Ancient grains offer benefits such as whole grain and high protein content, and several are gluten-free. For example, amaranth contains about 30% more protein than traditional grains and is a good source of fiber, according to Panhandle Milling Co.,. And teff contains high levels of calcium and resistant starch, a fiber, according to the Whole Grains Council, Boston.
Beyond formulating, these grains also provide origin material for marketing efforts, said Julie Miller Jones, Ph.D., professor emeritus of foods and nutrition at St. Catherine University in St. Paul, Minn., and a member of the Grain Foods Foundation scientific advisory board. Incas in South America ate quinoa, and barley made up a good portion of the gladiators’ diets during the Roman empire. These are the kinds of stories that pique consumers’ interest.
Quinoa, historically grown in South America, is now available from North American growers, from whom Ardent Mills is sourcing the grain. In 2018, the company launched a new business unit, The Annex by Ardent Mills, to explore “next” grains and unique plant-based ingredients. Ancient grains in The Annex’s portfolio include the company’s Great Plains Quinoa, amaranth, millet, buckwheat, teff and sorghum. Heirloom wheat varieties include emmer, einkhorn, spelt and White Sonora. The Annex also handles rye and barley, which are ancient grains that are not gluten-free, and pulses.
Ardent Mills invested in The Annex in May of this year and plans to add the capability in its Denver mill to clean and pack intact grains, pearl barley and dehull heirloom grains like emmer, einkorn and spelt. More farmers want to bring these grains to market, according to Ardent Mills, and the company is seeing increasing demand from its customers in segments such as artisan baking, food service, retail, and brewing and distilling.
“Our first year has been wrapped in innovation,” said Shrene White, director of The Annex. “We have listened to our customers, worked closely with our farmers and evaluated the future of the markets we can serve. Through the organic-certified mill, we are helping our customers bring these grains to life as their source for dependable, food-safe, high-quality intact grains.”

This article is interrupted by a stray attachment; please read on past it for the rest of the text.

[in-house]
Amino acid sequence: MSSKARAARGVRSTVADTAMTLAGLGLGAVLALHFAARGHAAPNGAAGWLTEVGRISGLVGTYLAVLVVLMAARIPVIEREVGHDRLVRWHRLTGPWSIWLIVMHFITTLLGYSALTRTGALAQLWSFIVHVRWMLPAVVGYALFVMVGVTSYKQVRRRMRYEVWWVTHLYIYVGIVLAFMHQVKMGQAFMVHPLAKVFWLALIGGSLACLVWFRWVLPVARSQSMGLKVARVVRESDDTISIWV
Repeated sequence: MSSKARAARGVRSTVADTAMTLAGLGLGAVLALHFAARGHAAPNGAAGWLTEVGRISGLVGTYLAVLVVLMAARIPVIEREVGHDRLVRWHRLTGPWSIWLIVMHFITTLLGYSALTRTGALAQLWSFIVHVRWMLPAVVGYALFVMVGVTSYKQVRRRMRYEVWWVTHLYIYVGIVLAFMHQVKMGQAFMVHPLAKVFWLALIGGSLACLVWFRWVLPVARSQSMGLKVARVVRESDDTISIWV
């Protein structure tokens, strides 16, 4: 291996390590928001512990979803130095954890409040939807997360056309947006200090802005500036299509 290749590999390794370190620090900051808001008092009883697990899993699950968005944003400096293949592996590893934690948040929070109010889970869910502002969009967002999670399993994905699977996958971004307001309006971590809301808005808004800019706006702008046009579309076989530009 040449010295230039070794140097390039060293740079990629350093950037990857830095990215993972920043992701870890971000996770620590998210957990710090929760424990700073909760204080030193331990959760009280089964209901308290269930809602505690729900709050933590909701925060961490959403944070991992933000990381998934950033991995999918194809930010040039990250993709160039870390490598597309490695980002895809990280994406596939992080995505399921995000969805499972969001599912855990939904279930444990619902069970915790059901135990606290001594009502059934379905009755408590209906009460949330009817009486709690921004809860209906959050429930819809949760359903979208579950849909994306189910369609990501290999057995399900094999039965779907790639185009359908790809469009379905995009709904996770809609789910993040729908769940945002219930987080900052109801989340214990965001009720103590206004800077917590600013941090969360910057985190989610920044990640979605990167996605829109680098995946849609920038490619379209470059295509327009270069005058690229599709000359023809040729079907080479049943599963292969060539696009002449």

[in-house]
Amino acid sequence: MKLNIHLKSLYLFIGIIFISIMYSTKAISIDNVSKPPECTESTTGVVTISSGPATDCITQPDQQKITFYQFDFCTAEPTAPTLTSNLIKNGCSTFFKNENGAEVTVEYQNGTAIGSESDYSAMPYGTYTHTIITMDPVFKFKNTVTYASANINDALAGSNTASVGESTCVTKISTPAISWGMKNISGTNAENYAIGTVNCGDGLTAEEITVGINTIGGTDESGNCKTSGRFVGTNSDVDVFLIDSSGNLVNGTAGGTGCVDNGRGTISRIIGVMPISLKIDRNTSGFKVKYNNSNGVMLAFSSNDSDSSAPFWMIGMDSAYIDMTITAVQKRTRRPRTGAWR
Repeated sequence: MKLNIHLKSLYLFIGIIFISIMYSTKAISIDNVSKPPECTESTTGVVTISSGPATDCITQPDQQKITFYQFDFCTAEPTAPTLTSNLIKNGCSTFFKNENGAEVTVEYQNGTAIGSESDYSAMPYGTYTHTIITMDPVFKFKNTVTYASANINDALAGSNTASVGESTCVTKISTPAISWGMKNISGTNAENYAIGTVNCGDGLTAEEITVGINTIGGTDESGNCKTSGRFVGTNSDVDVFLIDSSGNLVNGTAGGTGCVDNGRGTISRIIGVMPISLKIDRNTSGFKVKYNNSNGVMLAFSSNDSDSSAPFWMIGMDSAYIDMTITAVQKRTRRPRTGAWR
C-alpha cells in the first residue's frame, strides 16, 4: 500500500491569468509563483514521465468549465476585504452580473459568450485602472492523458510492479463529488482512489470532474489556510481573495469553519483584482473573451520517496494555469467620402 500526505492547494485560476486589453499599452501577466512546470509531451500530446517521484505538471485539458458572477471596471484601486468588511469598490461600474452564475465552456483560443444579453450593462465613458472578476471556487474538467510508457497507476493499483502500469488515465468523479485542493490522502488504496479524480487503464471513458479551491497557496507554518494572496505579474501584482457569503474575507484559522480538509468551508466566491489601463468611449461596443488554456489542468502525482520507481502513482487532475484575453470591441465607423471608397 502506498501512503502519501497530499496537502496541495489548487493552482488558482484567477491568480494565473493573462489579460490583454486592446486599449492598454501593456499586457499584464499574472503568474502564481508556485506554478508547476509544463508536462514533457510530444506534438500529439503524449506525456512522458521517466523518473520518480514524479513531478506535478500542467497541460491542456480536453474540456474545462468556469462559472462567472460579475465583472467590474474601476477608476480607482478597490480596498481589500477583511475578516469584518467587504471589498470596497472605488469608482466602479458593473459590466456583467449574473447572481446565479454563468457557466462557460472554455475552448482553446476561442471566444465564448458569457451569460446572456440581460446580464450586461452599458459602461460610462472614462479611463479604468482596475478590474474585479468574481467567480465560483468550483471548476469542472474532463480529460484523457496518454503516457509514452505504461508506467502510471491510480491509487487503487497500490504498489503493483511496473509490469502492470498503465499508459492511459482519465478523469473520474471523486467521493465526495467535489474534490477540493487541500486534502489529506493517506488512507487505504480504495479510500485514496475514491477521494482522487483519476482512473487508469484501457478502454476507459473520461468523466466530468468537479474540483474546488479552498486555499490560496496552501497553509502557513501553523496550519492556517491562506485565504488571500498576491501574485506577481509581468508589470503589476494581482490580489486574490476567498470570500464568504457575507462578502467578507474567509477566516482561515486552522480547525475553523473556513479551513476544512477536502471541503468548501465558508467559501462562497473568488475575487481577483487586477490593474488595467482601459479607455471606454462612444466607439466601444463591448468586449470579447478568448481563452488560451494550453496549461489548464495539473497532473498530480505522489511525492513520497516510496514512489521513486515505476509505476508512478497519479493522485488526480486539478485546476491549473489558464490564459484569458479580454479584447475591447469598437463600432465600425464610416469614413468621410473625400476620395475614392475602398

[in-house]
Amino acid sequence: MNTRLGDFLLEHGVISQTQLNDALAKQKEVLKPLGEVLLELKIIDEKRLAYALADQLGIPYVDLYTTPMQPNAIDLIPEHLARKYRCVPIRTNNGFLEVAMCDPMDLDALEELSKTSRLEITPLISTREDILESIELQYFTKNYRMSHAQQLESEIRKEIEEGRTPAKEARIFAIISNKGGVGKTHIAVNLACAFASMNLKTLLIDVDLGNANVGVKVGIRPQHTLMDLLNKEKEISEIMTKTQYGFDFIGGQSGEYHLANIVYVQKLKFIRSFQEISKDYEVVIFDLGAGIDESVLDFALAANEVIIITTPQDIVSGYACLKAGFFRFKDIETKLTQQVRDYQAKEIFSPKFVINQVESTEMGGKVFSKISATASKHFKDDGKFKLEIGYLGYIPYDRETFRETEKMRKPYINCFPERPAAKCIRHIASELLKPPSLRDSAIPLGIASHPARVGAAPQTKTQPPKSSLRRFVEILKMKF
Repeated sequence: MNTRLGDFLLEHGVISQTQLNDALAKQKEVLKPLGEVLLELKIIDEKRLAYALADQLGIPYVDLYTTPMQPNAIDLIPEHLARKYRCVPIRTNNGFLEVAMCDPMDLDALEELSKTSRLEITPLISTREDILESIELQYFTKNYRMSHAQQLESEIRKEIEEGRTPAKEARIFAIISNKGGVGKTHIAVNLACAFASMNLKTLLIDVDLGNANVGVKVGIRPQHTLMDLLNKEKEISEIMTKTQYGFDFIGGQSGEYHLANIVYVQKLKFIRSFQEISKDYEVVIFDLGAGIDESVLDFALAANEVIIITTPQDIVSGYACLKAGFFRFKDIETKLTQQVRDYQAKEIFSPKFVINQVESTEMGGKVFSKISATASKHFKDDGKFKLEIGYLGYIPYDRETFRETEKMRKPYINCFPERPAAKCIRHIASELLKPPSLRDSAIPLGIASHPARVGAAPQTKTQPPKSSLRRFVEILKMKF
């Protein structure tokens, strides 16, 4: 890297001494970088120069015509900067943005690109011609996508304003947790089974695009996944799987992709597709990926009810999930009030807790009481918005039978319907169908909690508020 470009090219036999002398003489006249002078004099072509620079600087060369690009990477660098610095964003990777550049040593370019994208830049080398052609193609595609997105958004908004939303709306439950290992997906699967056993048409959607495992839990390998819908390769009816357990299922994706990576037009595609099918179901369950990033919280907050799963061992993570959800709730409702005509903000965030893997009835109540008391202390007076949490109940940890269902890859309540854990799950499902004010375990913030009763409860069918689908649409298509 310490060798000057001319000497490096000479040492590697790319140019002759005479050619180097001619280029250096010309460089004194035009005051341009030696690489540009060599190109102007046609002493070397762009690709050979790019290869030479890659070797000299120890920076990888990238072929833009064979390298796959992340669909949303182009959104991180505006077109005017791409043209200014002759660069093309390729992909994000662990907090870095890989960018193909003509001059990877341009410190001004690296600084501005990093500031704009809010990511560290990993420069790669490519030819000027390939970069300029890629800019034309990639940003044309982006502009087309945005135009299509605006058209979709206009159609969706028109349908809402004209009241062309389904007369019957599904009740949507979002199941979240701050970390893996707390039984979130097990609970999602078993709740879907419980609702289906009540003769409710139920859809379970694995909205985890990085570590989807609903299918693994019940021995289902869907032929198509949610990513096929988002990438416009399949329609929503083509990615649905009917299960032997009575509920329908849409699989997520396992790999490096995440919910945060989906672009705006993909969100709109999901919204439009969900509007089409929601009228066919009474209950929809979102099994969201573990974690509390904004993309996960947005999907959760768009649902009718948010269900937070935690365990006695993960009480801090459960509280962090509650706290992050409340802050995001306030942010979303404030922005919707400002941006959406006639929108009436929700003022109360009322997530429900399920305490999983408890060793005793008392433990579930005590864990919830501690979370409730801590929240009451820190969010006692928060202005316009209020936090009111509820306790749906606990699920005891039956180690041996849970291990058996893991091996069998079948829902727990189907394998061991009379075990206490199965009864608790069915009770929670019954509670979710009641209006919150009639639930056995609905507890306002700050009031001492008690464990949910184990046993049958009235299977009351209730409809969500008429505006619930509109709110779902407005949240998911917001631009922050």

In 2017, Bay State Milling Co, acquired CleanDirt Farm, an organic and conventional millet sourcing and processing operation in Sterling, Colo., that was part of Bay State’s supply chain. Whole millet, whole millet flour, sprouted whole millet and sprouted whole millet flour became available at Bay State locations in Bolingbrook, Ill., and Woodland, Calif.
Healthy Food Ingredients offers Suntava purple corn, which adds healthful anthocyanins, polyphenols and flavonoids (antioxidants) to products as well as a unique purple color.
The Andersons recently made two transactions to diversify its portfolio. In 2017 the company purchased Purity Foods, Inc., an organic and conventional ancient grains processor in Hudson, Mich., and in 2018 acquired the assets of Nu-World Foods, a supplier of gluten-free food products and ancient grain ingredients. Nu-World operates a certified organic, kosher and gluten-free processing facility that specializes in puffed and popped ancient grains, including amaranth, quinoa, millet, sorghum and rice. The company also manufactures several ancient grain flours, pre-gel powders and seeds.
Recent ancient grain product introductions include English muffins with quinoa, spelt, rye, millet and barley from Milwaukie, Ore.-based Dave’s Killer Bread, a division of Flowers Foods, Thomasville, Ga., and Special K Protein Honey Almond Ancient Grains cereal with sorghum and black rice from the Kellogg Co., Battle Creek, Mich.